Left in Hansard, for better or worse, are such lowlights as Pauline Hanson's maiden speech, at 5.15 pm on 10 September 1996. It can be found by typing in the keywords "swamped" and "Asians". Aside from more than a million Australians and a few billion elsewhere, the two people most traduced in Hanson's speech are Paul Hasluck and Arthur Calwell, both of whom she quotes approvingly, retrofitting their antique sentiments to her modern template: literally, rewriting history. Hasluck and Calwell left a great deal on Hansard, but before the digital era. Their dignity lies concealed and undefended in Hansard's "dark web".

The most searched-for individual on the internet last year was Paris Hilton, and the most searched-for man was Eminem. In the alternative universe of the Australian parliament, Paris Hilton has never been mentioned, while Eminem has been mentioned six times only, each time in complaints about his lyrics. (The word "sluts", another highly sought-after term on the internet, appears in Hansard just four times, on each occasion in quotes from an Eminem song.) "iPod" makes it into Hansard three times, once as part of a ruling that a member listening to one, as Jackie Kelly did this year, was out of order. PlayStations are winning the race against Xboxes, but theirs is a Pyrrhic victory: five mentions to two. The most sought-after Australian celebrity on the internet, Kylie Minogue, has made it into Hansard 14 times. The most sought-after Australian book, The CSIRO Total Wellbeing Diet, has made it in 12 times; The Da Vinci Code has only been mentioned once. The king of recent books, as far as Hansard is concerned, is The Latham Diaries, appearing 36 times in the past year, invariably when quoted by Coalition members.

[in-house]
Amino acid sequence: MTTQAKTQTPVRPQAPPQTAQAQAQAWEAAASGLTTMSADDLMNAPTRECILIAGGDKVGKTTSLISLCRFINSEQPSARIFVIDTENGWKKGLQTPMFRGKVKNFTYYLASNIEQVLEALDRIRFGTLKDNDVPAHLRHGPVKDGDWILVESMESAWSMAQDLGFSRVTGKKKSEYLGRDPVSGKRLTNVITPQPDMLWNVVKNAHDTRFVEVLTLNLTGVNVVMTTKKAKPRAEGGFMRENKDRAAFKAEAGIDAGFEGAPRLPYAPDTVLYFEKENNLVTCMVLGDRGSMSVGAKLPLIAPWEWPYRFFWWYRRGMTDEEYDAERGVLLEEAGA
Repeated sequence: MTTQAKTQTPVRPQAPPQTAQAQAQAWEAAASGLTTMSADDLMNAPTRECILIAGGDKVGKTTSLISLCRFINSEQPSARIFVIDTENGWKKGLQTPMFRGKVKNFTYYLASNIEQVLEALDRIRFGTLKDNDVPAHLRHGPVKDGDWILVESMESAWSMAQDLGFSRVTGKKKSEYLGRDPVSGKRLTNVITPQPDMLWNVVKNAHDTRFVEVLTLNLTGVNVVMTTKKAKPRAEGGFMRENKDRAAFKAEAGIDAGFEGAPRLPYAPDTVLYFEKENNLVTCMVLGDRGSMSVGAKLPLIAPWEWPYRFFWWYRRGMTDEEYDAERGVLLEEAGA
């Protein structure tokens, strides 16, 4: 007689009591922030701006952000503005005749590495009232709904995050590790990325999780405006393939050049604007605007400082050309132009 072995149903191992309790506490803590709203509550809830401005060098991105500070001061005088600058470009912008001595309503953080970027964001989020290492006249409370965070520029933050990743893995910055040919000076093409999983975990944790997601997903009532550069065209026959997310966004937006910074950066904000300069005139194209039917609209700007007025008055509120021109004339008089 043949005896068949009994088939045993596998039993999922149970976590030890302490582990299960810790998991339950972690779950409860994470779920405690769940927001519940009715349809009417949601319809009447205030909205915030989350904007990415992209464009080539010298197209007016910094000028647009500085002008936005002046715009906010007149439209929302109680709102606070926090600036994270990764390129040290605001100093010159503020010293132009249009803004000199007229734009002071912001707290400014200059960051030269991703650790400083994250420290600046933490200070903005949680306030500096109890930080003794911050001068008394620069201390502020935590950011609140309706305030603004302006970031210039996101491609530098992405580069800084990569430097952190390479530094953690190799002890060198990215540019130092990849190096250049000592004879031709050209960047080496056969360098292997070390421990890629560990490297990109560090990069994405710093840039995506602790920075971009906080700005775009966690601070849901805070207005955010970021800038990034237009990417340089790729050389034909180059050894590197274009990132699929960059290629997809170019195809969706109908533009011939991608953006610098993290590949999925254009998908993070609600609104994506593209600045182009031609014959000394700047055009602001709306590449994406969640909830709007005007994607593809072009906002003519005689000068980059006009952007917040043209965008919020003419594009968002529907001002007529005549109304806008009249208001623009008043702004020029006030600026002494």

What do we make of this almost complete lack of intersection between the internet and Hansard? Are Commonwealth parliamentarians out of touch, or is the internet? Have we found, in our parliaments, a universe that runs in perfect parallel with popular culture - and would that necessarily be a bad thing?

Millions of pages of Hansard are preserved in our libraries, a fate denied to all other written material. There is an intrinsic worth to these documents that needs no defence. But also they are kept, presumably, for reasons of accountability. If a member of parliament has lied in the house, or incriminated himself or herself, or said something later contradicted, then those words in the Hansard are taken as sacrosanct. But are they, in practice? When the doctrine of ministerial responsibility has been degraded to irrelevance, when ministers are allowed to keep their positions when their self-defence is incompetence rather than knavery, how soon will it be before misleading the chamber is permissible? As the American writer Mark Danner asks, have we entered an age where there is no accountability for politicians who lie? If so, what are these billions of preserved words for?

Oh, I forgot: "There will be no stability - no security - for the nations of the Gulf until Iraq is disarmed of its weapons of mass destruction - totally and permanently." (John Howard, Ministerial Statements, Commonwealth Hansard, 4 February 2003)

The Library of Babel is a sphere whose centre could be anywhere and whose circumference is inaccessible. Borges's story is one of despair, because the library outlives humans' ability to use it meaningfully. "The human species," Borges wrote, "is about to be extinguished, but the Library will endure: illuminated, solitary, infinite, perfectly motionless, equipped with precious volumes, useless, incorruptible, secret."

Malcolm Knox

Malcolm Knox is a former literary editor of The Sydney Morning Herald, and has won three Walkley awards for journalism. His books include Jamaica, The Life and Bluebird.